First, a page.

As always, the people at the comic shop had excellent advice.

(For those of you who don't live through the roller coaster ride that is Warren Ellis' writing habits, see my summary of the summary from the beginning of the issue*)

This issue forgoes all the a-bomb dropping craziness of the last issue, and decides to meditate on comic books for a little while. At least I think that's what it's meditating on. One of our superhumans, Izumi, works at comic book store, peddling manhua (Chinese comic books, I had to look it up). She and her boss talk about the biz and how they can't stand the fanboys, while in the background a stream of manga references recast as manhua parade by. I can't tell if Ellis wants us to know how much he hates manga, or how much he hates comic book readers, or what, but it's okay because a crazy guy bends space and/or time by talking about Vancouver and the whole store gets blown to hell.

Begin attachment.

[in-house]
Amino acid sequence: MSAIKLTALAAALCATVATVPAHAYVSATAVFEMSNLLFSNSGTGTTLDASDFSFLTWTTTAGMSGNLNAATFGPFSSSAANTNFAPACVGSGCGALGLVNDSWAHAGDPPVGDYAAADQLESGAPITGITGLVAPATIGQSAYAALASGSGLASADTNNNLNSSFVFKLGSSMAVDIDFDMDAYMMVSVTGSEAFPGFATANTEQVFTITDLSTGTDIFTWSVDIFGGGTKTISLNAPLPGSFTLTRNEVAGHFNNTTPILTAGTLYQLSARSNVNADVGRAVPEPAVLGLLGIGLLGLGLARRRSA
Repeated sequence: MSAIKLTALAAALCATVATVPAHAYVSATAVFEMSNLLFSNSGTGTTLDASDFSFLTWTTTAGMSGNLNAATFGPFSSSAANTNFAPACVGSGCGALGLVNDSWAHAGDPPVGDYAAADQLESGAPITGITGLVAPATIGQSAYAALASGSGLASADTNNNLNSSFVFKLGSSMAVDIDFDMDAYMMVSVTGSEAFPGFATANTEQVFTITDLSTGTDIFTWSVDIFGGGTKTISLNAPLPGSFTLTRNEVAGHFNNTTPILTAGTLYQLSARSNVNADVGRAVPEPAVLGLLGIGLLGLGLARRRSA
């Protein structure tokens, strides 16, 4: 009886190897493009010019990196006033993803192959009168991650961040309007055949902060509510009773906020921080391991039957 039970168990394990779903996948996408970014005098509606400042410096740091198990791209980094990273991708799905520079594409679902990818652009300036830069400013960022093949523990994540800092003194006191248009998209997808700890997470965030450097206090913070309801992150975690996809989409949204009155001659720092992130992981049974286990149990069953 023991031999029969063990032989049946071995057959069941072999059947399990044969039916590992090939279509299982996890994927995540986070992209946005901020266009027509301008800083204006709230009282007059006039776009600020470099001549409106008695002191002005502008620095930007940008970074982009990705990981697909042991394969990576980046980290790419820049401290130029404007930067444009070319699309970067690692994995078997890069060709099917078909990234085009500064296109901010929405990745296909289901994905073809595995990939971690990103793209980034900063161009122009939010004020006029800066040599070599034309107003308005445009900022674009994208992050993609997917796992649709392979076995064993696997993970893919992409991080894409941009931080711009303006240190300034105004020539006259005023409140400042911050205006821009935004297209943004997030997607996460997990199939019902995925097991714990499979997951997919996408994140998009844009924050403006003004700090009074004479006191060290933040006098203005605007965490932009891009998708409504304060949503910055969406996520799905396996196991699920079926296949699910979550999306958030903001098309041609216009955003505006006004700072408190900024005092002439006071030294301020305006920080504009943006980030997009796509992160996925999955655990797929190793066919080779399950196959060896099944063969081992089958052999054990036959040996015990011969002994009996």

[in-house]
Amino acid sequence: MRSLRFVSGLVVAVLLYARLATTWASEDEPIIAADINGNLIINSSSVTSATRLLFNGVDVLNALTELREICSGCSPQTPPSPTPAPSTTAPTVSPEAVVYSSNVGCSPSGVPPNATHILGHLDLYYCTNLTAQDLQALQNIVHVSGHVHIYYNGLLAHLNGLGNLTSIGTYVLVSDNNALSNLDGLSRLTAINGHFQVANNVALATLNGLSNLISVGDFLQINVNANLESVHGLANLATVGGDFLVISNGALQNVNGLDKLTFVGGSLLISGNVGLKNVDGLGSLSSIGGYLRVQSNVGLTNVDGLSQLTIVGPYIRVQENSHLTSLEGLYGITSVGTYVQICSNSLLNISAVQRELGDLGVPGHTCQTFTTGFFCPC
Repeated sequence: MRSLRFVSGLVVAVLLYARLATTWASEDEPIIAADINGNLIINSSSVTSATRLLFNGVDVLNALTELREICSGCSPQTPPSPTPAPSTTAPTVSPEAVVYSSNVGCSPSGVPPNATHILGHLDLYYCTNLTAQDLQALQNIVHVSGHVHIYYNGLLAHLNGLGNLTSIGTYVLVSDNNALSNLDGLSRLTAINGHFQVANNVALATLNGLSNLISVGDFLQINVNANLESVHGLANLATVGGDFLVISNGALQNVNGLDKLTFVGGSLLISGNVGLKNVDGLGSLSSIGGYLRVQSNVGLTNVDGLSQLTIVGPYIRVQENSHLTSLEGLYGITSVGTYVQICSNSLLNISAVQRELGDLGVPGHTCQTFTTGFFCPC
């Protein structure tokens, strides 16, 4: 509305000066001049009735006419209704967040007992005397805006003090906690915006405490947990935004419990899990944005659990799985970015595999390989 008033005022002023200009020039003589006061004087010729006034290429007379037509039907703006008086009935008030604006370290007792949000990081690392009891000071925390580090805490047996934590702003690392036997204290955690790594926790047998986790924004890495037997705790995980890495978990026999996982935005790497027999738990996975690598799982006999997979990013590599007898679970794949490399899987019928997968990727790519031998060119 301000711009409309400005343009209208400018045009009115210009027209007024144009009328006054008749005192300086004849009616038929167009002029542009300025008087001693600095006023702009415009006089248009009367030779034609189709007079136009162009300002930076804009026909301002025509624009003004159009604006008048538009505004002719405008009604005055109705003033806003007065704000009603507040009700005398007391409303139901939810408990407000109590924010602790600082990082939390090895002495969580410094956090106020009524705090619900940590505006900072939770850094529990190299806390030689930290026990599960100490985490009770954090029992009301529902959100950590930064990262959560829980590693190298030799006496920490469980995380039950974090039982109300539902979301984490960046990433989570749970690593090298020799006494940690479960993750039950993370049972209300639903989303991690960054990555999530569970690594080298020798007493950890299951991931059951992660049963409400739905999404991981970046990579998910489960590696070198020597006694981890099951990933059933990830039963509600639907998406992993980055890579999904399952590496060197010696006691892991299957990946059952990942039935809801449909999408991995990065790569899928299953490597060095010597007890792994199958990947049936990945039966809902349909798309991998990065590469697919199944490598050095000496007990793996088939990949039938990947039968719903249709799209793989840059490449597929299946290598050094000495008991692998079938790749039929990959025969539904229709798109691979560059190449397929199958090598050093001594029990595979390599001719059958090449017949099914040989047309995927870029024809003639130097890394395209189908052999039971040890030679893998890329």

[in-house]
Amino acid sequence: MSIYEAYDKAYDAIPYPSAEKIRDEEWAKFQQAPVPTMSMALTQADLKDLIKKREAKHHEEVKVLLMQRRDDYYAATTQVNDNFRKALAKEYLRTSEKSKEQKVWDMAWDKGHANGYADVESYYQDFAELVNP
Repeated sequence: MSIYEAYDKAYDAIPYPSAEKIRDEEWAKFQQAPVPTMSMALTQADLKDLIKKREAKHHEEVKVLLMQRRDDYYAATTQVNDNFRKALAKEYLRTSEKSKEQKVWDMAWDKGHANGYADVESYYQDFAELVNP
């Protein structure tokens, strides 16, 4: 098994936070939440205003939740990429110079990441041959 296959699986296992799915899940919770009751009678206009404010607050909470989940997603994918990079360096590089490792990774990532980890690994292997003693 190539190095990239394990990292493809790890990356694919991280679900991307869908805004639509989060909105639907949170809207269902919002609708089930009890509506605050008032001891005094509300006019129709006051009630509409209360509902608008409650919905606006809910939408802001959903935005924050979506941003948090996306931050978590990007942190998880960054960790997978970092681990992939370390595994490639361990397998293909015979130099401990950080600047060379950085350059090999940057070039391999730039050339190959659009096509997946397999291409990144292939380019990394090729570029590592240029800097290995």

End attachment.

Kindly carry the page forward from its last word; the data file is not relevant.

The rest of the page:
Cut to police headquarters, where the boys in blue have figured out that the crazed murderer they've got is actually one of their own. This would actually be interesting if readers didn't already know all of this. The cops are talking about Detective John Tensen, the superhuman who was shot in the head before gaining his powers. He woke up with stitches across his temple, and crazy psychic cutting powers to match the crazy psychosis in his head, back at the beginning of the series. He concluded, as anyone waking up in New York would, that he is in Hell and started to dismember delinquents. He is the only interesting character, and does not get nearly enough screen time.

After two pages with the pigs, we return to Izumi coming home to superhuman Ken, whom she's hiding at her pad since he accidentally obliterated some locals a few issues back. Izumi's all shook up from the whole bombing thing, so she and Ken decide to go and take a look at what's left of the manhua shop.